UC Berkeley unveiled a new honor code Monday that aims to promote awareness of the importance of academic honesty in the campus community.
Developed jointly by the ASUC, the Graduate Assembly, the Academic Senate and the deans of the College of Letters and Science, the one-sentence UC Berkeley Honor Code states: “As a member of the UC Berkeley community, I act with honesty, integrity, and respect for others.”
The aim is to spread the message of academic honesty instead of delineating rules against student misconduct, according to a promotional website created by the ASUC.
“The gray areas regarding collaboration, plagiarism, the Internet and so forth are becoming more and more difficult for students and faculty alike to understand,” said Executive Dean of the College of Letters and Science Mark Richards in a statement. “The idea is to create a talking point, or a focus for discussion, in each class among students about academic integrity, because it’s not just black and white all the time.”
David Presti, chair of the Academic Senate’s Student Affairs Committee, contrasted the Honor Code with UC Berkeley’s Principles of Community, which are campuswide guidelines for personal and collective conduct.
“The Honor Code is one sentence — one affirmative sentence,” Presti said. “What is in that one sentence is certainly also in the Principles of Community. The purpose of the Honor Code is to have this pithy condensation of these important principles more available for daily reference.”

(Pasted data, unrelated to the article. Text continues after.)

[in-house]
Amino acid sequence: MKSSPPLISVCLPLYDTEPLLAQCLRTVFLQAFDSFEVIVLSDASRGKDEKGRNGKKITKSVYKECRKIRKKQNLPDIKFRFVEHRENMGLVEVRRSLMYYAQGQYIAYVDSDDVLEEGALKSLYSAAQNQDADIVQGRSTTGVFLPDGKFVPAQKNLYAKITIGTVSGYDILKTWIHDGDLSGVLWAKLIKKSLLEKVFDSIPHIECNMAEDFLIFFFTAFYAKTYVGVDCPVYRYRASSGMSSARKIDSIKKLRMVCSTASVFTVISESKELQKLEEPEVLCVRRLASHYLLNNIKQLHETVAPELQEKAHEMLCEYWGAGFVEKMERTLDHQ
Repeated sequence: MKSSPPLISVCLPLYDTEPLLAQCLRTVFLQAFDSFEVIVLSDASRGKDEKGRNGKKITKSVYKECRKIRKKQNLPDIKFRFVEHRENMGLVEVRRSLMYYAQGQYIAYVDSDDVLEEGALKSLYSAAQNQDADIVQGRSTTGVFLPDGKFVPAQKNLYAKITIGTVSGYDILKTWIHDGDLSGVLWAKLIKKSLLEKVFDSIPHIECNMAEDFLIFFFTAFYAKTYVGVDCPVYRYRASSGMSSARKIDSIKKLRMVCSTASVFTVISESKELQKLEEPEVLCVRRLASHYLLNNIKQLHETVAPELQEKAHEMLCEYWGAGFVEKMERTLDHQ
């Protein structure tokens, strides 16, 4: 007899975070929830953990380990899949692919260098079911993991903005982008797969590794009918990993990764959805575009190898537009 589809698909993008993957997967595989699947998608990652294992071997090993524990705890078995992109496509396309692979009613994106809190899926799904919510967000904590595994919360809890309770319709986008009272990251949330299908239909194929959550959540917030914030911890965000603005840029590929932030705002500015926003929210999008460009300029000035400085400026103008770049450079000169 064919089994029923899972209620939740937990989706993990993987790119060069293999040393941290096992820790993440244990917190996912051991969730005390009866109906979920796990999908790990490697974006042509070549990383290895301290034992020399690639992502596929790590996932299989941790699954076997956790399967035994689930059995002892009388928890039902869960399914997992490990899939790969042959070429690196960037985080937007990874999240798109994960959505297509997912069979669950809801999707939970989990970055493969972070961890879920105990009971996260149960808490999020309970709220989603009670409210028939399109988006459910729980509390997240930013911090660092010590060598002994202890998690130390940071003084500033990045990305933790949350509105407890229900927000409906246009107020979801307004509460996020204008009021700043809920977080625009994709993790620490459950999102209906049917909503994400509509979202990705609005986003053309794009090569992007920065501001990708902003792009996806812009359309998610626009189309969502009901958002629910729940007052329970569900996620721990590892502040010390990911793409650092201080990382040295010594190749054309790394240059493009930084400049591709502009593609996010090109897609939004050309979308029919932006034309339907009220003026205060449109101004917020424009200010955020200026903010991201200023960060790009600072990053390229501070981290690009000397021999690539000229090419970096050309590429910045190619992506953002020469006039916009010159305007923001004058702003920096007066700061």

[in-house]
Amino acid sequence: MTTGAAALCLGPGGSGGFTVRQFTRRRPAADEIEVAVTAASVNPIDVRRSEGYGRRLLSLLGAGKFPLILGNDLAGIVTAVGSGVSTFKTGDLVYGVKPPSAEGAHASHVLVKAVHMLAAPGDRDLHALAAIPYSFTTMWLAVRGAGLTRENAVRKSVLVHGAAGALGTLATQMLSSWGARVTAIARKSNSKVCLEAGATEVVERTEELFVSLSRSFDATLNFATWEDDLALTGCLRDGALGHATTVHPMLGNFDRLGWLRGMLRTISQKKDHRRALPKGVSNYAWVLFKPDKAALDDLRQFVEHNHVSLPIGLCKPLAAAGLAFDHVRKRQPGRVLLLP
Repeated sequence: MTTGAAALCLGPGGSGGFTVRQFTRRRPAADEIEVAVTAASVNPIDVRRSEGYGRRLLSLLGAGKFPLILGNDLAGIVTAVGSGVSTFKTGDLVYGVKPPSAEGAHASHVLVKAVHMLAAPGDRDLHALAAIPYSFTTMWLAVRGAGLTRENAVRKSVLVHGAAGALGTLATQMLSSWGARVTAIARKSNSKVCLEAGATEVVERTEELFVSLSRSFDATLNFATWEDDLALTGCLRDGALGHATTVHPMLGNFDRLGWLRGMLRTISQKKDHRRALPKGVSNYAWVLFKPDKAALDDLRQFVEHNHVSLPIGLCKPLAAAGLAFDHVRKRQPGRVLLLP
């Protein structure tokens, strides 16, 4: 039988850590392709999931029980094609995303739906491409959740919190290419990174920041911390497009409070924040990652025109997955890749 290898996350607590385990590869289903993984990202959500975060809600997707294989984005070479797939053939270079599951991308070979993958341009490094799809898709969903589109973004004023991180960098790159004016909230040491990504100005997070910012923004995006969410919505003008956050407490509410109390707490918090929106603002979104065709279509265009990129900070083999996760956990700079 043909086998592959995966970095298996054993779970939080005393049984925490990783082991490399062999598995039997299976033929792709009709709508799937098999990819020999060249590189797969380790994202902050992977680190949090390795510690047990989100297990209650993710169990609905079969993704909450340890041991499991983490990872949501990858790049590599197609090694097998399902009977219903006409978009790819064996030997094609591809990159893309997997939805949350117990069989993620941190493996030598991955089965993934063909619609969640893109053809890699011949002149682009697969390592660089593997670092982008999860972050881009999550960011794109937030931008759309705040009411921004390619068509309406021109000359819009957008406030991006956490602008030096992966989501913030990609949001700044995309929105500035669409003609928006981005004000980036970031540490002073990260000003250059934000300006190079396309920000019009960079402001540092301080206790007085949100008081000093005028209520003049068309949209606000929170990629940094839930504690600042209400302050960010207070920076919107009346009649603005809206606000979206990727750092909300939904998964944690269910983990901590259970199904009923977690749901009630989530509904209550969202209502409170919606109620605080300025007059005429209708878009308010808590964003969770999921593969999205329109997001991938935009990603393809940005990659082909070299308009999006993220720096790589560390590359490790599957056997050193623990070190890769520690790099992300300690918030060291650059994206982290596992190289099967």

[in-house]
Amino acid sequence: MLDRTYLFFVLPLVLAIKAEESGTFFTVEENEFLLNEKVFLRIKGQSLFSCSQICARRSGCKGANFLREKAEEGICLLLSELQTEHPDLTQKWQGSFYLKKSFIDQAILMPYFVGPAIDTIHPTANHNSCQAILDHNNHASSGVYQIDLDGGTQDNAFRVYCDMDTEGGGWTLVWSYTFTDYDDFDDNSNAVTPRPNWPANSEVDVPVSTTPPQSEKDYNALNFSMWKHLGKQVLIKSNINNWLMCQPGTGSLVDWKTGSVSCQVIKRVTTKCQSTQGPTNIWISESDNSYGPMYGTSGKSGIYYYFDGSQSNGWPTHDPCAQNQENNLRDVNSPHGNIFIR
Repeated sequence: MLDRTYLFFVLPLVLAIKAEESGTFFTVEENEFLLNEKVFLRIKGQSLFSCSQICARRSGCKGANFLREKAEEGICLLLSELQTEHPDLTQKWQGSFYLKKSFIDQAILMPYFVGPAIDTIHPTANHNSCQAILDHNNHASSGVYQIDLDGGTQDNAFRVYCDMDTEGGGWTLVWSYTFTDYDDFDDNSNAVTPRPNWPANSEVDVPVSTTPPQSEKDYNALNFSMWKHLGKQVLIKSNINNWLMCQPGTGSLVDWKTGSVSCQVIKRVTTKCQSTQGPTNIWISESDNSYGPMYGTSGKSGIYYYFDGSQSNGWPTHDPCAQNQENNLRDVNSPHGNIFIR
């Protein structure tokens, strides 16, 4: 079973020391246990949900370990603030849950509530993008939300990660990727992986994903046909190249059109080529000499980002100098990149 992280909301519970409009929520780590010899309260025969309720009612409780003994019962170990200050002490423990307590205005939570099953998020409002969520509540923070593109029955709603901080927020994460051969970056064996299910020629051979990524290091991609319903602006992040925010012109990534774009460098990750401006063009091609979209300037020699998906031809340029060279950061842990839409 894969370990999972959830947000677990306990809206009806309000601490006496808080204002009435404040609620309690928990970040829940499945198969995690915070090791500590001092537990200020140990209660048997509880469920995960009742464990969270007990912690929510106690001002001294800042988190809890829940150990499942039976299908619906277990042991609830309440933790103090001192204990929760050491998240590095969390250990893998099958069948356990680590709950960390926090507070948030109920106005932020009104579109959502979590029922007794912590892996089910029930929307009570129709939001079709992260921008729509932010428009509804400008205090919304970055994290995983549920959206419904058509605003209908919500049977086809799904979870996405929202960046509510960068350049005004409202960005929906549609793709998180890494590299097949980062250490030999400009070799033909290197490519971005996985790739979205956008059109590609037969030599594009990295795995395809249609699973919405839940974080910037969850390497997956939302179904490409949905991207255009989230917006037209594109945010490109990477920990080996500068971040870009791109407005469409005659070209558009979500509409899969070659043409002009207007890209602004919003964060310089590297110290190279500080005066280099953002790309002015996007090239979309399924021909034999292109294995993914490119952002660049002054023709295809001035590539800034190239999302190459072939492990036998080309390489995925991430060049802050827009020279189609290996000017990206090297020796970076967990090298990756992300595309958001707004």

To promote the code on campus, the ASUC and a committee headed by former ASUC Senator Aviv Gilboa and composed of students, faculty and staff will work to monitor its impact on academic conduct.
“(The Honor Code is) not going to be introduced and implemented in one semester,” Gilboa said. “This is an ongoing process that requires time, not only to introduce but also to implement the Honor Code for all members of the campus community.”
Presti said that the Honor Code’s condensed form makes it easy to place on class syllabi and to bring into lectures and discussions.
Beginning next fall, all incoming UC Berkeley students will be required to indicate that they agree with the Honor Code when they accept their offer of admission. The Honor Code will also be integrated into graduate student orientation programs, GSI training modules and the current CalSO program that offers orientation for new undergraduates.
Discussions about implementing the Honor Code started three years ago. According to Presti, the idea for the Honor Code surfaced during a faculty forum that discussed ways of enhancing both undergraduate and graduate education.
“(The Honor Code) didn’t come out of a cheating scandal or anything like that,” said ASUC President Connor Landgraf. “The motivation wasn’t because of a lack of academic integrity; rather, it came from a goal to be proactive and hold ourselves to the highest standards possible as the No. 1 public university in the nation.”